For years opponents of right-wing populism chastised the movement for having no principled content beyond “owning the libs”. And for years I batted away such critiques. Yes, populist leaders are inarticulate, their demands often contradictory and inchoate. But behind the mess I discerned a coherent project: to restore some of the national solidarity, social cohesion and democratic sovereignty that had been lost to corporate-led globalisation over two generations.
I’m not so sure any more. Maybe a purely negativist mess is all there is. Behold the jubilation of the worldwide populist movement in response to the victory of Javier Milei in Argentina’s presidential election.
The venture capitalist Vivek Ramaswamy, who is effectively running for vice-president of the US in a second Donald Trump term, tweeted, “May the spirits of Mises [and] Hayek be with you,” in reference to the intellectual architects of the neoliberal order. Matt Schlapp, the Trumpian chairman of the Conservative Political Action Committee, who foregrounds his Catholic faith at every turn, gushed, “America is not far behind you!” – apparently unbothered by Milei’s characterisation of Pope Francis as a “son of a bitch preaching communism” and “the representative of evil on Earth”. Trump himself, meanwhile, said he hoped Milei can “Make Argentina Great Again!”
Yet Milei rejects nearly everything “Maga” populists in the United States, and analogue movements across the developed world, claim to stand for. Trump clinched the Republican presidential nomination in 2016 by rejecting the Republicans’ neoliberal orthodoxies. He promoted tariffs, flashing the middle finger at the high priesthood of free trade at the Wall Street Journal comment pages (where I worked at the time). He vowed to defend social insurance programmes from the party’s benefits-slashers and privatisers. He courted the labour movement, winning over the highest marginal share of union households for a Republican nominee in more than three decades. And he even hinted at support for a public option in healthcare, ignoring his conventional Republican opponents’ accusations of “socialism”.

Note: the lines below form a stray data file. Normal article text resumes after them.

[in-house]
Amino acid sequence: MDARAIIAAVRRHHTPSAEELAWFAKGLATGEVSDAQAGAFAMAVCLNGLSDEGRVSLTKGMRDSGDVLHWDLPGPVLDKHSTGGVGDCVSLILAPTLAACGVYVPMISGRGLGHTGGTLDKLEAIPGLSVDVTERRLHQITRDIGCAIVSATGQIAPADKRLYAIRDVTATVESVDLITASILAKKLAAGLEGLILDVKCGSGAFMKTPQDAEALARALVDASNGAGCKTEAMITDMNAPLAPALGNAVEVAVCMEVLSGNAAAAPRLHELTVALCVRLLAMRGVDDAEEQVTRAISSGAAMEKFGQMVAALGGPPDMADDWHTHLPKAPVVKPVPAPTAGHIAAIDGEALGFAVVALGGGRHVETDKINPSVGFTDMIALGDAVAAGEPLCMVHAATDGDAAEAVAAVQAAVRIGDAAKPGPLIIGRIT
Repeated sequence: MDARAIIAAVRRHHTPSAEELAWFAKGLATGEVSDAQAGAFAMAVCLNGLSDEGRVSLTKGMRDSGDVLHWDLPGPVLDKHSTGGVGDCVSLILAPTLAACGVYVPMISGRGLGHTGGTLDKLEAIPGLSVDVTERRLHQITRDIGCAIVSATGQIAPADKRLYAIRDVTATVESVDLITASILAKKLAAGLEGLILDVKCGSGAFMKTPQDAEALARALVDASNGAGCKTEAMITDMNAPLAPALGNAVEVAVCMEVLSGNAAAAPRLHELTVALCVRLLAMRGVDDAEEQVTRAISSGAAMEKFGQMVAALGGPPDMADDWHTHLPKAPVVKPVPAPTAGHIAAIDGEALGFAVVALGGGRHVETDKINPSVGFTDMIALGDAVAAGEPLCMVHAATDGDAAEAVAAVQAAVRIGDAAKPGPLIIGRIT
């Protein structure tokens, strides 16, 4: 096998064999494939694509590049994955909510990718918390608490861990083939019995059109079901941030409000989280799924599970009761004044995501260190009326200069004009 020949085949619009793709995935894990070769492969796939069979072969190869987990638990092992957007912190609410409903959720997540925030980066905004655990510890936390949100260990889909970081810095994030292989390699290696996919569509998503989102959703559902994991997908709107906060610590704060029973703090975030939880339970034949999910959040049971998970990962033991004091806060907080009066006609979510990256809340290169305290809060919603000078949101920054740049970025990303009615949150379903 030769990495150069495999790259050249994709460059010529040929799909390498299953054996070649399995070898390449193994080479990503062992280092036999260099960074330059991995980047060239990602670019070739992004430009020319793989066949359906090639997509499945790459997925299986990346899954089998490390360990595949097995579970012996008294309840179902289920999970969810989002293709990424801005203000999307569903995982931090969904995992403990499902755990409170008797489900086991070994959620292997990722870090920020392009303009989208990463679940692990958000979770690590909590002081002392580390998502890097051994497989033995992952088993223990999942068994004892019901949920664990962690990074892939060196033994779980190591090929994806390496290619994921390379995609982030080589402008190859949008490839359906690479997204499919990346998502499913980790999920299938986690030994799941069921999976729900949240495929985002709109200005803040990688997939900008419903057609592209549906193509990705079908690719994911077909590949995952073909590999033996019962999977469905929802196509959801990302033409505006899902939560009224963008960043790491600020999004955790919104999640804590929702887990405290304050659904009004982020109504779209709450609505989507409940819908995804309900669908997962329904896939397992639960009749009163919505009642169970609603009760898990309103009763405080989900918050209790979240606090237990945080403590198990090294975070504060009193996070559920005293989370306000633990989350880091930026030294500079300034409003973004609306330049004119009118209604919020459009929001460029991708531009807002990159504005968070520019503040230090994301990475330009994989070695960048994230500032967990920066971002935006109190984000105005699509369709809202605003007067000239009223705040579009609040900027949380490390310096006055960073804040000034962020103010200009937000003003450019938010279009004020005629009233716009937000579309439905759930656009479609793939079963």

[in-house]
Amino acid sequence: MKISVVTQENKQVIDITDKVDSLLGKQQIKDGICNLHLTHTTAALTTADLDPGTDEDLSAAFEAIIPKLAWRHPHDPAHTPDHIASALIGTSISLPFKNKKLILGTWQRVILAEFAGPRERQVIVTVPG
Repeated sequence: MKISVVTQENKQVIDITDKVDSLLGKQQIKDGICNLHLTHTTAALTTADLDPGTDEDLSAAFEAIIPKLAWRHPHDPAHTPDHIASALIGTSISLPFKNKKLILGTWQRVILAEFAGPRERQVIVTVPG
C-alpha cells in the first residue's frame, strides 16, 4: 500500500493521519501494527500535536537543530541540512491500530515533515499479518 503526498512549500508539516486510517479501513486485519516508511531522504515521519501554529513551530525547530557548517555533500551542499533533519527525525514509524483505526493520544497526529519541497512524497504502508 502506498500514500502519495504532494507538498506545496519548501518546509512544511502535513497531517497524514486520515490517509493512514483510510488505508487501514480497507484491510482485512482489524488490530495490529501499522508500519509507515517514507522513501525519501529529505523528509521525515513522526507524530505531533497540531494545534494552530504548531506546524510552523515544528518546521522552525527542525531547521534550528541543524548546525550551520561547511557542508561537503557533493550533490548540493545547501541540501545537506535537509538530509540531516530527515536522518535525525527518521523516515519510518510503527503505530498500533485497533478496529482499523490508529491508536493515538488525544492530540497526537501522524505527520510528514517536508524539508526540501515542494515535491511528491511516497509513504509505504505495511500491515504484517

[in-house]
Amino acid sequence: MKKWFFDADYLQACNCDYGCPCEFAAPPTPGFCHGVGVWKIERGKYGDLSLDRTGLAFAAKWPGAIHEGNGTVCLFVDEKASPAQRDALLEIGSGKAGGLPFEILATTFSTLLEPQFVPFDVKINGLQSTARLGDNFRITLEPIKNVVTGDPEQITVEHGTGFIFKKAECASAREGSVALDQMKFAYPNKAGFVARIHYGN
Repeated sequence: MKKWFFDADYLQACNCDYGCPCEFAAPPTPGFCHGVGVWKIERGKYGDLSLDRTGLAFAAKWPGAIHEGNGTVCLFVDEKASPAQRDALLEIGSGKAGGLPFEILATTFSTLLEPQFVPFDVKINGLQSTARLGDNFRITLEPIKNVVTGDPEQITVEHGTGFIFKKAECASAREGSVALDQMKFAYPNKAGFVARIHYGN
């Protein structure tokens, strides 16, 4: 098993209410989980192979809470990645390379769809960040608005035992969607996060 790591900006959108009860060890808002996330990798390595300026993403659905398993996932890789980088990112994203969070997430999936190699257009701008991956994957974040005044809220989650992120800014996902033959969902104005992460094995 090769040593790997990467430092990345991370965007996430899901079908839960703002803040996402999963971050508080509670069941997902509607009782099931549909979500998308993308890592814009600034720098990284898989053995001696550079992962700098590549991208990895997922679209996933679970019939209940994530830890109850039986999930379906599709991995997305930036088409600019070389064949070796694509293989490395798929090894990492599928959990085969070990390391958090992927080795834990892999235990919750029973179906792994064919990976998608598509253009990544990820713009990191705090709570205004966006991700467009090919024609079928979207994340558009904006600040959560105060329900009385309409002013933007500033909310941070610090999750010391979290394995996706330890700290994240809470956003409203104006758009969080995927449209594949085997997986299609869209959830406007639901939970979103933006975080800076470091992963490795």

[See also: The myth of “Thatcherite” tax cuts]
It is true that, once in office, Trump did precious little to implement a more solidaristic agenda. Beyond tariffs on China – which his Democratic successor has kept in place – the Trumpian programme too often amounted to the same old tax-cutting and union-busting preferred by the likes of the Journal and the American Enterprise Institute. Still, it remains notable that the only successful Republican nominee since George W Bush trashed neoliberalism. Likewise, the most electorally successful right-wing movements in recent years, from Hungary’s Fidesz to Poland’s Law and Justice to Boris Johnson Conservative Party in 2019, have to varying degrees defied “the spirits of Mises and Hayek”.
Milei, by contrast, is a doctrinaire Hayekian seemingly grown in a secret laboratory funded by the Koch brothers, with the editorial staff of Reason, the extremist libertarian magazine based in Washington, serving as the scientists.
Tariffs? The Argentine weirdo has vowed to slash them and “liberalise absolutely everything”. The labour movement? He plans to gut hard-won worker rights, such as protections against arbitrary dismissal. National sovereignty? His proposal to dollarise the Argentine economy would leave the country without its own central bank and at the mercy of the US Federal Reserve System. Social solidarity? He favours letting living individuals sell their bodily organs on the market. He has also mused about setting up a market exchange for children; asked if parents should be allowed to sell their own kids, he replied, “It depends.” Reining in the financial industry? Milei is a devotee of cryptocurrencies, a class of unregulated and highly speculative financial products that libertarians hope will render traditional states obsolete, along with their pesky demands for mutual obligation and the public good.
None of this is to endorse the policies of Argentina’s Peronist establishment. By all accounts, the Peronists have been lousy stewards of the economy – though not, as right-wingers insist, because they’re “socialists”. Perhaps the ordinary Argentine voter can’t be blamed for looking at 140 per cent inflation and pulling the burn-it-all-down option at the ballot box. But Milei’s Maga fanboys up north have no such excuse: they seem determined to vindicate their critics that there is nothing there except for pure negativism, blow-hardery, and a desire to hurt the other side.
If saying outrageous things while pushing a political-economic agenda that would make Thatcher blush are all it takes to count as a populist, then “populism” has lost all meaning.
[Listen now: Is Britain really great? With Armando Iannucci]